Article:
Without further ado, let's motor on to the setup and installation phase of the ASUS HS-1000W solution.
Setup and Installation
Right then, the first step once everything is unpacked and ready to go is to insert the USB dongle into a vacant USB port and attach the supplied USB charging cable, firstly to the dongle and then to the headphones.
Once this is done it's time to play the waiting game as the lithium polymer battery takes its first charge. According to ASUS the first charge should be four hours with successive charges being two and a half hours in duration. Upon completion of this initial charge the cable should be disconnected and the headphones set to "On" with or without the microphone being activated, depending on the current use.
Although this isn't stipulated in the manual, at this point it is important to set your Windows sound device to "Avnera audio device" and UN-select whatever sound device you have running. I also found it necessary to click on the volume slider until a sound is heard in the headphones. There may also be a need to restart Winamp or whatever software you have running before you can listen to these headphones.
Now, I assume the lack of dedicated software is the reason the user has to go through these small checkpoints each time these headphones are used. I did not encounter any further issues, but it is very important to follow what I have said above.
Given the simplicity of this product there is not a great deal more that must be covered. After all, they are very much designed to be a simple product that is for the most part, 'plug and play'; or as I sometimes like to refer to it, 'plug and pray'.
Now, before moving on I'll quickly mention that in order to sync the USB dongle and the headphones together, the link button on the headset must be pushed at the same time as the small button on the USB dongle. This will cause both devices to flash at the same time with a green light. Once this green light has turned solid again, the device is ready for wireless communication.
Testing the Highs and Lows
Now we get down to business. I'll begin with musical performance as I usually do. Given the wide range of music being listened to these days and the particular demands it has on certain aspects of a product, I used a large variety of different songs as a gauge to where the headphones stand.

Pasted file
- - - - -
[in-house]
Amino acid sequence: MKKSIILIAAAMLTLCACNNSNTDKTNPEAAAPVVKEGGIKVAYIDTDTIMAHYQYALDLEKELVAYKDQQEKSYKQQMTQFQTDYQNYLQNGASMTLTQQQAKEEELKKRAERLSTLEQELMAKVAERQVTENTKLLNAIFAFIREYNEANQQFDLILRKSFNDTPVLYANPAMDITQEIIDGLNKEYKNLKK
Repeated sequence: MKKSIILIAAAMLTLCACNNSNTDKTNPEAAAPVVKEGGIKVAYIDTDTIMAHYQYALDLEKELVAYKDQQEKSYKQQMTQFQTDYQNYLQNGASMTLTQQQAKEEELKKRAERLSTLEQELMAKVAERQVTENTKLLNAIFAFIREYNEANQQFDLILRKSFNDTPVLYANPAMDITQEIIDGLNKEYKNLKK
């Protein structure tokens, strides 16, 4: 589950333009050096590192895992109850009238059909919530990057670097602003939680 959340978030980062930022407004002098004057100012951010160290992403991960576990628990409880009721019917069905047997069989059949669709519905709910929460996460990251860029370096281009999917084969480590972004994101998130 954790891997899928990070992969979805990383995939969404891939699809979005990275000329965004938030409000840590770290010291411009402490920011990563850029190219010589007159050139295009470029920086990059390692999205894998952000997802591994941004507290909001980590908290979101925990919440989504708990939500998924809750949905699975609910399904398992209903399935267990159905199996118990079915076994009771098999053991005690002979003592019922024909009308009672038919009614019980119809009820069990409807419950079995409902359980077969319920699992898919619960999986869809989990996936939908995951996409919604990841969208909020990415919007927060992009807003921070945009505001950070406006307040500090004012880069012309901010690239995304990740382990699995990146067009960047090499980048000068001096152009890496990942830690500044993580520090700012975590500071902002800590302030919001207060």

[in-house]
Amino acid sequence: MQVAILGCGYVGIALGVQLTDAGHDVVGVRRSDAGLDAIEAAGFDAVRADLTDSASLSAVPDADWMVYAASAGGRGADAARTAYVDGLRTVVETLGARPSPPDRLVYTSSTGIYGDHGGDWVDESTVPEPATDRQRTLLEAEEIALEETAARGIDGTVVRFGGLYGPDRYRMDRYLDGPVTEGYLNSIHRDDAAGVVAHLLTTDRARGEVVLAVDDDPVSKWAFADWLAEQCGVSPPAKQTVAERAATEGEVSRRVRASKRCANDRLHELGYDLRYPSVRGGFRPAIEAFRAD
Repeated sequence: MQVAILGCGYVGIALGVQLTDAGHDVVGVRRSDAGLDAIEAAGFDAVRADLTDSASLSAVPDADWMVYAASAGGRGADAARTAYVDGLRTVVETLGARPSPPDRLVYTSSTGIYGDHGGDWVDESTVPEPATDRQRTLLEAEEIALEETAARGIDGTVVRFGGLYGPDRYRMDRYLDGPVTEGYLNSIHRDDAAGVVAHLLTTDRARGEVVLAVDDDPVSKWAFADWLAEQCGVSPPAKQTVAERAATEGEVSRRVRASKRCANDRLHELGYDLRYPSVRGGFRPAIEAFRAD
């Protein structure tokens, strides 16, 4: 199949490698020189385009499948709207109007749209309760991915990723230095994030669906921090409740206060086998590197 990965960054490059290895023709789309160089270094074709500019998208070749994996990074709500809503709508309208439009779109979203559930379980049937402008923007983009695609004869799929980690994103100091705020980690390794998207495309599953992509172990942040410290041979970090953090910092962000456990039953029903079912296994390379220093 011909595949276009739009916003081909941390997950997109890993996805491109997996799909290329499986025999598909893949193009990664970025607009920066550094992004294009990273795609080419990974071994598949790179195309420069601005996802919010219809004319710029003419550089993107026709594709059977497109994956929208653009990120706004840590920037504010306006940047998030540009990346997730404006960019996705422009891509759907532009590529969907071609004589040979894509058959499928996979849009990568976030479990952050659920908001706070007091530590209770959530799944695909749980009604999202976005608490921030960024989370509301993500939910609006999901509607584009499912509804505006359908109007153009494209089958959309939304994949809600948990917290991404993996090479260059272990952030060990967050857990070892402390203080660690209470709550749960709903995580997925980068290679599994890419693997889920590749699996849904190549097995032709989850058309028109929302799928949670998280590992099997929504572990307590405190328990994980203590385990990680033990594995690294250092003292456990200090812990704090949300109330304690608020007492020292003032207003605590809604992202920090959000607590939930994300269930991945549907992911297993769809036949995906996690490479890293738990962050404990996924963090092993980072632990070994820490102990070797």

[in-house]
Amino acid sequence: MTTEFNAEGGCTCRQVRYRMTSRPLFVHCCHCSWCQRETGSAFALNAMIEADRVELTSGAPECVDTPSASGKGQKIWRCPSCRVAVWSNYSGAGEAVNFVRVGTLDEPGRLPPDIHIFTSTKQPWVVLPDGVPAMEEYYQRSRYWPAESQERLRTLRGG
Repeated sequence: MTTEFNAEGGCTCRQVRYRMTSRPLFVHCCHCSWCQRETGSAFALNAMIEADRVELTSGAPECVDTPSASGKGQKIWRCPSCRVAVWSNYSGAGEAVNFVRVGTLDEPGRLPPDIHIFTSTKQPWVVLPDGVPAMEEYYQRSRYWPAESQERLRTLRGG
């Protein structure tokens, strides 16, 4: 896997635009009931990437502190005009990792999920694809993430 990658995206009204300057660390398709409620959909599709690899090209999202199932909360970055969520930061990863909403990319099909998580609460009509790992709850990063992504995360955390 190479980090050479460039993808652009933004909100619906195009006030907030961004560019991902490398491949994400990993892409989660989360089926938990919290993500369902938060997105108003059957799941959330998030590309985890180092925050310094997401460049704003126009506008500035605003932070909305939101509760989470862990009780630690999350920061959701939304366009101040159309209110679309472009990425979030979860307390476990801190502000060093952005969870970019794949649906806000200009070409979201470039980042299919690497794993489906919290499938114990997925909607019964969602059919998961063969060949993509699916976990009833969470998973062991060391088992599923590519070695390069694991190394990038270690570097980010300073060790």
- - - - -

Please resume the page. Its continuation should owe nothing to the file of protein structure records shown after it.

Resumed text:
Lows: The low end is always an area where headphones are going to show up their shortfalls because of the inherent small size of the driver used. It becomes a logistical nightmare to try and return any decent low end. The case here does not differ with the HS-1000W; low end was there, but commanded no presence and gave very little in the way of an omnipresent sound stage and certainly took on the 'one note' quality found in the majority of non-specialist headphones.
This means that the difference between say a bass guitar and a kick drum which should be vast (and is vast) fails to come across at all with the HS-1000W. Instead, one hollow thump is traded for another. It's not that the HS-1000W does not have bass, it does; just not a lot of quality bass.
Mids: This is an area where headphones should shine and the HS-1000W does have a relatively balanced overall vibe to the mids, but the complete and utter lack of any transient information negates any good achieved here I'm afraid.
High-end: I'm afraid it's more of the same here with the high-end being muffled very badly and failing in any way to convey a sense of presence to the listener. I will go out on a limb and say perhaps the short falls with music are due to the wireless design and again perhaps due to 'something' being done as the signal is sent down the USB bus and beamed out of the dongle.
Now, please do not get me wrong, many users will love the HS-1000W to death as they roam their palaces listening to whatever they want wirelessly from their PCs. However, I have to take into consideration all of the different users whom might consider this product and consequently warm them of any pitfalls they may encounter.